“Making the beast with two backs” was an Elizabethan street term that Shakespeare used in Othello. Indeed, as with many other common phrases, Shakespeare may have been the first to use it in a written English text.
Elizabethan Londoners loved it when they went to the theatre and saw people like themselves talking like they did, and Shakespeare often used street language. This example is a graphic image, in language, of two people engaged in the act of sex. Shakespeare wanted to create that image in as crude a way as it was possible, to make it part of his characterisation of the character who says it.
Shakespeare’s use of ‘the beast with two backs’ phrase
Othello opens in a street in Venice with two men having a conversation about the Moorish army general, Othello. Roderigo is complaining to Iago about the fact that he has been giving Iago money to get influence with the general’s friend, the senator, Brabantio, because he wants to woo the senator’s beautiful daughter, Desdemona. But now, he has just discovered that Desdemona has eloped with Othello and they have married.
Iago, one of Othello’s senior officers, hates Othello, and we see as the play goes on, that he will do anything to undermine the General. The two decide to wake Brabantio up and tell him that his daughter has run off with Othello. Roderigo hopes he will be able to do something about it.
They arrive at Brabantio’s house and wake him up by calling out to him. He appears at a window and they shout up to him.
It is an important scene because one of the main themes of the play is racism. Othello is black. He is a decent, honourable man, with a brilliant military and human record, and he is regarded as by far the most competent military leader in Venice. However, the very people who esteem him so highly are also racist, and the clichéd question about whether one would like one’s daughter to marry a black man is the question here.
Brabantio, in particular, liked and courted the general. Othello was a regular guest in his house, where he would tell Brabantio exotic stories of his travels and adventures. Desdemona joined them to listen to these stories and, slowly, fell in love with the General. He picked up the signals and approached her. She had no hesitation in leaving the protection of her father and running off with him.
The senator who had loved Othello is now confronted with the fact that he has become his son-in-law, and he doesn’t like it,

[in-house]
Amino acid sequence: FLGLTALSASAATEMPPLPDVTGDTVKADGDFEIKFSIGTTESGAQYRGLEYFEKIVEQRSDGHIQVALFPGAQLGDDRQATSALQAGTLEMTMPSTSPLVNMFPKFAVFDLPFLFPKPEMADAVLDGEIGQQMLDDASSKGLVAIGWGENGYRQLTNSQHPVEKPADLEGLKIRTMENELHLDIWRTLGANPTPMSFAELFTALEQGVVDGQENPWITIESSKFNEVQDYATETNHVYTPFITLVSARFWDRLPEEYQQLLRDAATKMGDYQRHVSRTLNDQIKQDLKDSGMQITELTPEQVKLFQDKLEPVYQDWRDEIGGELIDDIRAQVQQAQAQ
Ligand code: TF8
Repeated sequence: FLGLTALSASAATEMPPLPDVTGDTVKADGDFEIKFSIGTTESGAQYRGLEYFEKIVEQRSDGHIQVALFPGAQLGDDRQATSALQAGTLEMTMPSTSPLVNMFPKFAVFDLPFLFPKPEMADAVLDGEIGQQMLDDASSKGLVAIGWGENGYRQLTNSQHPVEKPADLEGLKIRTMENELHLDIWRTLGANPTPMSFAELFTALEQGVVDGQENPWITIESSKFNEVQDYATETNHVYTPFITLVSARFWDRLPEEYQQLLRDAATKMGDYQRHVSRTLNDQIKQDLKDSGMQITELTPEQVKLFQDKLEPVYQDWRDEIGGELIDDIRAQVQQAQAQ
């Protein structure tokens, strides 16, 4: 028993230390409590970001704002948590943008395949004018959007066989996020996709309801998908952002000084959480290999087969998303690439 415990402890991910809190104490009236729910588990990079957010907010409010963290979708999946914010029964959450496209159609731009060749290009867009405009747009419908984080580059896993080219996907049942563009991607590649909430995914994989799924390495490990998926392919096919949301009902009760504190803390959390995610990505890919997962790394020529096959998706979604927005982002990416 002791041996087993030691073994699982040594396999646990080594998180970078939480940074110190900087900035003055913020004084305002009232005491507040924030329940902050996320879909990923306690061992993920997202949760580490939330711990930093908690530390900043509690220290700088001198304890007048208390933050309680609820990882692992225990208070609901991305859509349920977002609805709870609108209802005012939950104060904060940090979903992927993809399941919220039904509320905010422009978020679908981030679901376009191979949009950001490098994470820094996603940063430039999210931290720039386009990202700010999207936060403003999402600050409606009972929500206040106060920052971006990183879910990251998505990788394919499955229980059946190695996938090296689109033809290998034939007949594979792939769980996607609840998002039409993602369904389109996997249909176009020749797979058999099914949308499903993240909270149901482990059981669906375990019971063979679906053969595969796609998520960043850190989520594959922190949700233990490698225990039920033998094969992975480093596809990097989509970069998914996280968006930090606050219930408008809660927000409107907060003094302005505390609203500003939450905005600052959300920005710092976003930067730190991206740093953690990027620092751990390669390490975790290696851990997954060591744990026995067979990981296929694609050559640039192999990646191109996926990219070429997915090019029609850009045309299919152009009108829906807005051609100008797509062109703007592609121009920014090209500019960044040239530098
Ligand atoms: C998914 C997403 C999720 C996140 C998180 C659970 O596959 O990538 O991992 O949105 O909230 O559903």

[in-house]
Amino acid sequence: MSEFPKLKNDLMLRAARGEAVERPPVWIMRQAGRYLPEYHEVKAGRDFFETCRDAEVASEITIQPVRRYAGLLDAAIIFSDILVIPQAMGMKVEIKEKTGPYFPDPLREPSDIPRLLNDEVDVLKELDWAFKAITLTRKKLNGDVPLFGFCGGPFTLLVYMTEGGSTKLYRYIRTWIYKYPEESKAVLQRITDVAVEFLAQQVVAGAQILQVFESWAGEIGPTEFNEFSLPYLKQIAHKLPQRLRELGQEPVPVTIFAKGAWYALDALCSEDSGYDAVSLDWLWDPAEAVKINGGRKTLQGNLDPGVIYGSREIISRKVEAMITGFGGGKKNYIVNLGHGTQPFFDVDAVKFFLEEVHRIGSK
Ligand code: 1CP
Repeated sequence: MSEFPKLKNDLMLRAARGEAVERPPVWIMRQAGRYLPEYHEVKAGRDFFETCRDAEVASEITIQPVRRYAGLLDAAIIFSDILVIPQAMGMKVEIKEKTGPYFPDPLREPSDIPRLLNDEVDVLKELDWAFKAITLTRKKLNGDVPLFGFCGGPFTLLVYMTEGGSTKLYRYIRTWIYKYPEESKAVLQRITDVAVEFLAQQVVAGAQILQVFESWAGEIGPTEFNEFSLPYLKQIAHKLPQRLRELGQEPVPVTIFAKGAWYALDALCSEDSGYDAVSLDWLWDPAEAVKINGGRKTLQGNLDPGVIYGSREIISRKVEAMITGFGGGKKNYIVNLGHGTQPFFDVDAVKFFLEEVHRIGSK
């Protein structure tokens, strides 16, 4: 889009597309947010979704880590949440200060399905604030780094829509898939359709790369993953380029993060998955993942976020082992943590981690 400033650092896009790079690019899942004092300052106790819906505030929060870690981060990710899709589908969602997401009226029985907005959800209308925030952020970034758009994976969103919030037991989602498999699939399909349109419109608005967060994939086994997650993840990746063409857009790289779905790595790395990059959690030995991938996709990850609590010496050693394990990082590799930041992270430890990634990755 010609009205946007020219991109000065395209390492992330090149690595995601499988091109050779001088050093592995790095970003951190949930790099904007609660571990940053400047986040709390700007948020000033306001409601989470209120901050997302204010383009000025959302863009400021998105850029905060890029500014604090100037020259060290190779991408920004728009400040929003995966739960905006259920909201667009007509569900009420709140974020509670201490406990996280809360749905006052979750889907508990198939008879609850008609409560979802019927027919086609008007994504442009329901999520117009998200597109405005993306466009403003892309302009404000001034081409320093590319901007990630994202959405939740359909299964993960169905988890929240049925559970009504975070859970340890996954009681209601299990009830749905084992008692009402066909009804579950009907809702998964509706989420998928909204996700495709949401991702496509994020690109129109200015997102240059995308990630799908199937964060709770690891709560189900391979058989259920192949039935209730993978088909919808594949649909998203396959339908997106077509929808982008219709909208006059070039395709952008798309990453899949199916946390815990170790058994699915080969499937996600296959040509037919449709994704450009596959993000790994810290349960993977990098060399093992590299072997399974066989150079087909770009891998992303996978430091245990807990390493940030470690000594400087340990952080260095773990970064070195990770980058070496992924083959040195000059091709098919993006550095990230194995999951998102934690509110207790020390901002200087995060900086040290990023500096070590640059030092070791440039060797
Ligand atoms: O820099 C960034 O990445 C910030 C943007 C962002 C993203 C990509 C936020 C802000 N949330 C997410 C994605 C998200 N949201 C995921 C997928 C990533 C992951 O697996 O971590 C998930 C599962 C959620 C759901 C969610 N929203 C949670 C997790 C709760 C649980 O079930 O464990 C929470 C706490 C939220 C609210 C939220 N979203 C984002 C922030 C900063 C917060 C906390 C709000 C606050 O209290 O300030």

In talking about Othello, Roderigo refers to him as “the thick lips,” and now, in front of Brabantio’s house, Iago puts an image in Brabantio’s mind that he knows will drive the Senator crazy. “Even now, now, very now,” he says, “an old black ram is tupping your white ewe.” He tells him to hurry or the devil will make a grandfather of him.
Brabantio doesn’t understand at first, and wonders whether this is just a madman. But Iago pushes it futher, still invoking racialist pictures:
“…. You’ll have your daughter covered with a Barbary horse; you’ll have your nephews neigh to you, you’ll have coursers for cousins, and jennets for germans.’
Brabantio demands to know who he is and Iago now finds the most visual image to spell it out:
“I am one, sir, that comes to tell you, your daughter and the Moor are now making the beast with two backs.”
Brabantio is all fired up at last, as the image takes hold and he understands that his daughter has run off with the Moor. He rushes off to the Duke in a panic, to try and put a stop to it. By that time, what he regards as the horror of his beautiful daughter running away with a black man has captured his imagination.
Once again, we see an example of Shakespeare’s genius with language. He takes a bit of street slang and makes it the linguistic centrepiece of a major theme in one of his plays.
‘The beast with two backs’ pre-Shakespeare
“The beast with two backs” is a word picture that had been used before, notably by Rabelais, the French writer of crude burlesque stories in his Gargantua and Pantagruel, a half a century before Shakespeare wrote Othello:
“In the vigour of his age he married Gargamelle, daughter to the King of the Parpaillons, a jolly pug, and well-mouthed wench. These two did oftentimes do the two-backed beast together, joyfully rubbing and frotting their bacon ‘gainst one another…”
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